Archive for April 15th, 2013

Faith of Our Fathers

April 15, 2013

Here are the sermon notes from 4/14/13.

Introduction:  One of my earliest memories of church is standing alongside my father as the congregation sang Holy, Holy, Holy, .  When we think of the faith of our fathers, it doesn’t mean literally, the faith of our biological fathers, but rather our predecessors in the faith.  Our lineage in the faith stretches back through the years, all the way to Abraham and beyond.

I. Rule Over Sin: Genesis 4:3-8

And in the process of time it came to pass that Cain brought an offering of the fruit of the ground to the Lord. Abel also brought of the firstborn of his flock and of their fat. And the Lord respected Abel and his offering, but He did not respect Cain and his offering. And Cain was very angry, and his countenance fell.

So the Lord said to Cain, “Why are you angry? And why has your countenance fallen? If you do well, will you not be accepted? And if you do not do well, sin lies at the door. And its desire is for you, but you should rule over it.”

Now Cain talked with Abel his brother; and it came to pass, when they were in the field, that Cain rose up against Abel his brother and killed him.

I have heard it preached that Abel’s sacrifice was accepted because it was a blood sacrifice.  I do not believe that was the problem.  Elsewhere in scripture all different types of offerings were presented to, and accepted by, even commanded by, God.  It tells us in Hebrews that “by faith” Able offered a better sacrifice than Cain.  Obviously, Cain believed in the existence of God, so it wasn’t that type of faith.  I believe that it was an attitude of the heart.  God knows the thoughts and intents of our hearts and I believe that Cain was not right in his heart towards God.   Our first priority to should be to incline our hearts towards God.

Cain is warned that sin is “at the door”.  There is always the opportunity to sin.  Sin brings consequences.  We should seek to avoid sin like the plague that it is.

Cain is urged to “rule over sin”.  Some versions say to “master it” .  In order to do this we must first be able to recognize sin.  We need to know what is, and what is not, pleasing to God.  The second step is to resist sin.  This requires an active choice on our part.  It is one thing to know what is right, it is another thing to actually do it.  We are called to “rule over” sin, that is, to conquer it.  We do this by developing our relationship with God.  By the power of the Holy Spirit, we are able to recognize, resist and rule over sin.

II.  Children of Abraham:  Genesis 15:1

After these things the word of the Lord came to Abram in a vision, saying, “Do not be afraid, Abram. I am your shield, your exceedingly great reward.”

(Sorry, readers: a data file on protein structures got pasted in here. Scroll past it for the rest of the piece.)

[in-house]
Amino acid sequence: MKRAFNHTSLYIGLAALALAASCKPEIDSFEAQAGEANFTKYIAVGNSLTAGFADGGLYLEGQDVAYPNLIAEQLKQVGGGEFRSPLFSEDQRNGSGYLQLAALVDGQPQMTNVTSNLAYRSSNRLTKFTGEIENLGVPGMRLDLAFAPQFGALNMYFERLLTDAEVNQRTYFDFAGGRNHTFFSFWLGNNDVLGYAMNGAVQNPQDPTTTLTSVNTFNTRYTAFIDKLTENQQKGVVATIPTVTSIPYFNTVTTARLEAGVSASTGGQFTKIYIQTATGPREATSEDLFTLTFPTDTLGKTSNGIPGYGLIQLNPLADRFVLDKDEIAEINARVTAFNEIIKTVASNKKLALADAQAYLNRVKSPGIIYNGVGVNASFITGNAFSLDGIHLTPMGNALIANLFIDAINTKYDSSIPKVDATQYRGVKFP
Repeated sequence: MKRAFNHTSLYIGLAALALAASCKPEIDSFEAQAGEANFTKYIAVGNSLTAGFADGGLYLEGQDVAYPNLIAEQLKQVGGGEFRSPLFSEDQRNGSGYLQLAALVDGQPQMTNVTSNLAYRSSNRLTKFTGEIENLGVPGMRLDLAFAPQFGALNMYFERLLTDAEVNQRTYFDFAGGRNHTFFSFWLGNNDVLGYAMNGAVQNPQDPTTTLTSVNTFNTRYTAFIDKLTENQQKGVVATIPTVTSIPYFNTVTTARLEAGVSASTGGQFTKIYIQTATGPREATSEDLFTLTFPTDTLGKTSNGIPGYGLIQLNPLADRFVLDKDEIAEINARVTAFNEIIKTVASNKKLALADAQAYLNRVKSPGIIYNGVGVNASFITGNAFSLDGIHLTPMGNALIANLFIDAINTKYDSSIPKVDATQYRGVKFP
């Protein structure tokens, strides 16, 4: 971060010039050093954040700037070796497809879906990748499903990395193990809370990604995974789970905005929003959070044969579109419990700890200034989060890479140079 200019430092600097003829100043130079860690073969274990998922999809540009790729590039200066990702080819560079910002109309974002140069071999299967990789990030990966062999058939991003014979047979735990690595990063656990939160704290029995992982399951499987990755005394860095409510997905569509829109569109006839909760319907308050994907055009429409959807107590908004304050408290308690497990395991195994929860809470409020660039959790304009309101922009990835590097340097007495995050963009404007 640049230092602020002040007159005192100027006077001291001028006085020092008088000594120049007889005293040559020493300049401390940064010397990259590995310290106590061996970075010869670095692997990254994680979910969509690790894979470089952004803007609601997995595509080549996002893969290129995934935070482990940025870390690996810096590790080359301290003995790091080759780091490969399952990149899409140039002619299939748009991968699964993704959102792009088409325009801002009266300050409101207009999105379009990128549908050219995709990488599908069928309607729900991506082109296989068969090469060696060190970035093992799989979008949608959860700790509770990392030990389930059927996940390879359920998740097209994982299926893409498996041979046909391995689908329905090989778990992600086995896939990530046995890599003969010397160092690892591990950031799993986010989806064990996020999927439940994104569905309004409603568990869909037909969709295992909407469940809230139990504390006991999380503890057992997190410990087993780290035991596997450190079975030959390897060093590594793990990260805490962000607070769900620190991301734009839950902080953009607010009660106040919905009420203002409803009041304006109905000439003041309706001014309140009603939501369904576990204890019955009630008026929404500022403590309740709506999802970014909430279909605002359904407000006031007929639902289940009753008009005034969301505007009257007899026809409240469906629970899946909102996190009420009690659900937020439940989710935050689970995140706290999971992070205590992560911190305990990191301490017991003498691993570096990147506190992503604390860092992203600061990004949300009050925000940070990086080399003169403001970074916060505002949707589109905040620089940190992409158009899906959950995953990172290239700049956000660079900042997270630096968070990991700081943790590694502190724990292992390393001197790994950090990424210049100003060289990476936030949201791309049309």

We may not be descendents of Abraham in a physical sense, but we are his children in the faith.  This event takes place before God has changed Abram’s name to Abraham.

God is our shield.  I really appreciate that God is able to protect us from the attacks of the enemy.  I do sometimes wonder why He allows some things to happen, while preventing other things.  I recognize first of all, that a shield does not protect us from our own careless, or flat-out wrong actions.  A shield protects us from attack from the outside, not our own mistakes.  Second, God allows a certain amount of tests and trials into our lives to develop our faith and our trust in Him.

God is our reward.  This is one of the most profound statements of scripture.  Our relationship with God is greater than anything that this world can possibly offer.  As believers we are able to be in the very presence of God.  There is no greater reward than our relationship with God.  I suspect that many of us have not come to truly appreciate what that means.

III.  God Will Provide:  Genesis 22:7-8

But Isaac spoke to Abraham his father and said, “My father!”

And he said, “Here I am, my son.”

Then he said, “Look, the fire and the wood, but where is the lamb for a burnt offering?”

And Abraham said, “My son, God will provide for Himself the lamb for a burnt offering.” So the two of them went together.

This quote comes from the episode in which God has told Abraham to sacrifice his son Isaac on the altar.  Abraham is going to obey God and is on his way to follow through with this command when this exchange takes place.   Every time that I read this I am struck with the saying that “God will provide for Himself the lamb”.  Of course, this is a type, or a forecast, of the sacrifice that God would make of His son Jesus.  Jesus is called ‘the lamb of God, who takes away the sin of the world”.  God did indeed provide the lamb, His Son, for the sins of the world.

After God had stopped Abraham from killing his son, a ram is found in the thicket and offered to God as a sacrifice.  Abraham called the place “the Lord will provide”.  As believers we have continued to believe in a God who will provide what is needed in our lives.

Conclusion:  We can learn from those who have gone before us in the faith.  We should develop our relationship with God.  We should learn to rule over sin.  We should trust that God will provide.